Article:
UNREST – movie review


    Sundance Institute
    Reviewed by: Harvey Karten, CompuServe Film d-based on Rotten Tomatoes
    Grade: B
    Director:  Jennifer Brea
    Written by: Jennifer Brea, Kim Roberts
    Cast: Jennifer Brea, Omar Wasow, Jessica Taylor, Leeray Denton, Karina Handsen, Ron Davis, Nancy Klimas, Paul Cheney
    Screened at: Critics’ link, NYC,
    Opens: September 22, 2017
    Unrest Poster #1
    Millennials should be the first to see this documentary.  Ironically, for the most part they will skip it.  Why so?  “Unrest” deals with a serious disease, and of course people do not get diseases before the age of forty, so why bother?  Except that this is not true.  Young people ignor Obamacare, since why should they pay insurance premiums when only old people will need it?  Yet the folks under Jennifer Brea’s focus are young, like the director, who also stars in a film co-written by Kim Roberts.

    After many visits to doctors, Brea had good news and bad news from a neurologist.  The good news is that she now knows what she has; the bad, that there is no cure.  Chronic Fatigue Syndrome, known scientifically as Myalgic Encephalomyelitis (ME), is quite a bit more deadly than what you might think, if, that is, you think that the afflicted people are simply couch potatoes who sleep a few extra hours each night.  The writer-director found herself confined to bed rest.  At times, she could not speak with any sense; her words came out like gibberish.  Brea tries to escape her fate with her vivid imagination, remembering her travels around the world, a woman whose curiosity became crushed by her disease.  She is an educated woman, having been enrolled in Harvard and Princeton, going for a Ph.D degree before she was felled.  The disease must be taking a toll on her husband, Princeton professor Omar Wasow, who as her husband takes on much of the burden of caring for his fatigued wife.

    Chronic Fatigue Syndrome, which afflicts one million Americans (that’s about ¼ of one percent of our population) has reached out around the word to seventeen million others (quite understated, since most people, especially in developing nations, have no diagnosis and since the poor countries are more likely to consider the sickness “all in their heads.”)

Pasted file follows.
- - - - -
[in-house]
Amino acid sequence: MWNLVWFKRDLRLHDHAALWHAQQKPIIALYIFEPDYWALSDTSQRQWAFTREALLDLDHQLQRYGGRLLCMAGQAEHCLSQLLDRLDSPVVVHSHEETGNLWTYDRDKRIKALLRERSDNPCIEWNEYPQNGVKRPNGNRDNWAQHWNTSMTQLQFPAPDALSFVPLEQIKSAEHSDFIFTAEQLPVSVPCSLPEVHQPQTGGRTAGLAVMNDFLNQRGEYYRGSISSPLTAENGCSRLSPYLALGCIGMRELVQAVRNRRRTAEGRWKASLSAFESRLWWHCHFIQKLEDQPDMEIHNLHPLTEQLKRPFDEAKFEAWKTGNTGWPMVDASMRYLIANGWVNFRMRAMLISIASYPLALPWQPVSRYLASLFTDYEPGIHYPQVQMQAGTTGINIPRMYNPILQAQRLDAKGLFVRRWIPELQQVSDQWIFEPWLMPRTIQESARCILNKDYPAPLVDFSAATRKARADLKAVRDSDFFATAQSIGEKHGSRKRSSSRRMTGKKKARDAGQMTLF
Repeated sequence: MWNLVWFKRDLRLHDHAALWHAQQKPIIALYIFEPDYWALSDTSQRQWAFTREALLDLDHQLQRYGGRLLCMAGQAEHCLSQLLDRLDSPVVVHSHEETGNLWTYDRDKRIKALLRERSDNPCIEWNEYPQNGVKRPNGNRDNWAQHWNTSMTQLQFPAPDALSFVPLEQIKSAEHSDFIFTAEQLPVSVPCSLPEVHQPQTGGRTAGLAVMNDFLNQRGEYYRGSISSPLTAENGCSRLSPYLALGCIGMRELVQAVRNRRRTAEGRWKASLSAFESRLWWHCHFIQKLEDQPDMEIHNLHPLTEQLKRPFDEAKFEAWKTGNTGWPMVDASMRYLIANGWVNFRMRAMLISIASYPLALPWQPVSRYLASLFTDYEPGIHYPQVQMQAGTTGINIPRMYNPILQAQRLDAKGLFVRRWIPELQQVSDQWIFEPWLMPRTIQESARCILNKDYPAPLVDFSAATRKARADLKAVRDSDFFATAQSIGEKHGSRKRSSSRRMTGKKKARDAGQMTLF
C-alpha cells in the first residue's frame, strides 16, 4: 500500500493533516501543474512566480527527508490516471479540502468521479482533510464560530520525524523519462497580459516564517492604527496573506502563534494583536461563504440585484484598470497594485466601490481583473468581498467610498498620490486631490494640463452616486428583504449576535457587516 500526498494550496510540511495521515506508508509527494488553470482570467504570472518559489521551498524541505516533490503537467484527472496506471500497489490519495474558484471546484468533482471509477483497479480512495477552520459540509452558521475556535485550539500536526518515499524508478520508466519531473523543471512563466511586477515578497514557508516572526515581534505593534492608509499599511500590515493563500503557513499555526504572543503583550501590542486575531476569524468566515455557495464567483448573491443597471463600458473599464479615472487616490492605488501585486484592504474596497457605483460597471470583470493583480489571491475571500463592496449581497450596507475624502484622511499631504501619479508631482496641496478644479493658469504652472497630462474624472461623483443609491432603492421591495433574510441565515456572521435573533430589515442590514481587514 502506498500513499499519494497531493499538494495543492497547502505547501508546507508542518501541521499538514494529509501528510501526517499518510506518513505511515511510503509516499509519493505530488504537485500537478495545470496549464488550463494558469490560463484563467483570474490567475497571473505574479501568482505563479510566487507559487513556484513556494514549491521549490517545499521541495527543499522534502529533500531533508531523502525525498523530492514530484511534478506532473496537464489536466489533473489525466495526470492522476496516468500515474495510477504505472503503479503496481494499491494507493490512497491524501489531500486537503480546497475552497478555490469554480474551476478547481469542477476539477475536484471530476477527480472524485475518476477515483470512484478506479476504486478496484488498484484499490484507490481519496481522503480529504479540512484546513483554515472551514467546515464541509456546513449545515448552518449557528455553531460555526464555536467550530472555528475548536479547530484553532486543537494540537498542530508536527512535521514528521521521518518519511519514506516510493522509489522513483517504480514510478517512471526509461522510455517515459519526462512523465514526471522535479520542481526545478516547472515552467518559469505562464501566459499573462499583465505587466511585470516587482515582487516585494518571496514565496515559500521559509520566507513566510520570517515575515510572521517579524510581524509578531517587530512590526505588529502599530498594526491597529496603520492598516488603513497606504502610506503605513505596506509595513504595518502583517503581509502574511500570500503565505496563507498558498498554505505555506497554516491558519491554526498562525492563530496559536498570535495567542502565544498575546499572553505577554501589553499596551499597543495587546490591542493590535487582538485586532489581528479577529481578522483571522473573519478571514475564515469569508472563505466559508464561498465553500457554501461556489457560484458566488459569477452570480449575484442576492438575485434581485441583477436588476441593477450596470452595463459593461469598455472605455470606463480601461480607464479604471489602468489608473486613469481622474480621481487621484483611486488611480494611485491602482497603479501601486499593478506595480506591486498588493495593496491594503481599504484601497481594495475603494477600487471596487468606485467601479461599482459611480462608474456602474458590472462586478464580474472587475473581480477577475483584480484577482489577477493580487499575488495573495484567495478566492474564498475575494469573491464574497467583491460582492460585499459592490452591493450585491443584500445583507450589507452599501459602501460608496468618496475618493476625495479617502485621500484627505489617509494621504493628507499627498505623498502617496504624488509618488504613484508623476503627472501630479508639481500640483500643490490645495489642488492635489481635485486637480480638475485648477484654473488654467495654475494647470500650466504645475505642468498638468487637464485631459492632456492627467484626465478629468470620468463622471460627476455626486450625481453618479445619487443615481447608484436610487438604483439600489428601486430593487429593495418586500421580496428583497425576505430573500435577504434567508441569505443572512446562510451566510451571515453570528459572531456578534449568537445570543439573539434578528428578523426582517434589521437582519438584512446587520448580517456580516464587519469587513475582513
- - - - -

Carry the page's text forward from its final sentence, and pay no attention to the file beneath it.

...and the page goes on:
Bea’s symptoms started with a fever of 105, chronically exhausted, having spastic movements like a teenage woman with whom she communicates through her computer and whose father has to lift her gently from bed to get her simply to stand.  You’re probably guessing that doctors, parents, friends and the sick individuals themselves have been accustomed to blaming psychological problems for their distress.

    A welcome change of venue finds us watching the case of Karina Hansen, a Danish patient who is seized by police and taken to a state hospital for CFS/ME, which is erroneously called a psychiatric affliction.  Per Fink, a Danish doctor, calls the disease a psychosomatic one, which, considering that women are more likely to have it than men and therefore are suspected of playing mind games.  Because of this “all in your head” bias, CFS is poorly funded, meaning that there is hardly a race for the cure as there is with various types of cancer.

    Like its patients, the film lacks energy, which could be considered a compliment, I guess, since Brea makes no attempt at charisma but is content to allow its viewers to take the doc seriously and not as a form of entertainment.

    So you twenty-somethings out there.  Will you now sign for Obamacare?

    Unrated.  90 minutes.  © Harvey Karten, Member, New York Film Critics Online
    Comments, readers?  Agree? Disagree? Why?

THE UNKNOWN GIRL – movie review

THE UNKNOWN GIRL    (La fille inconnue)

IFC Films
Reviewed by: Harvey Karten, CompuServe Film d-based on Rotten Tomatoes
Grade: B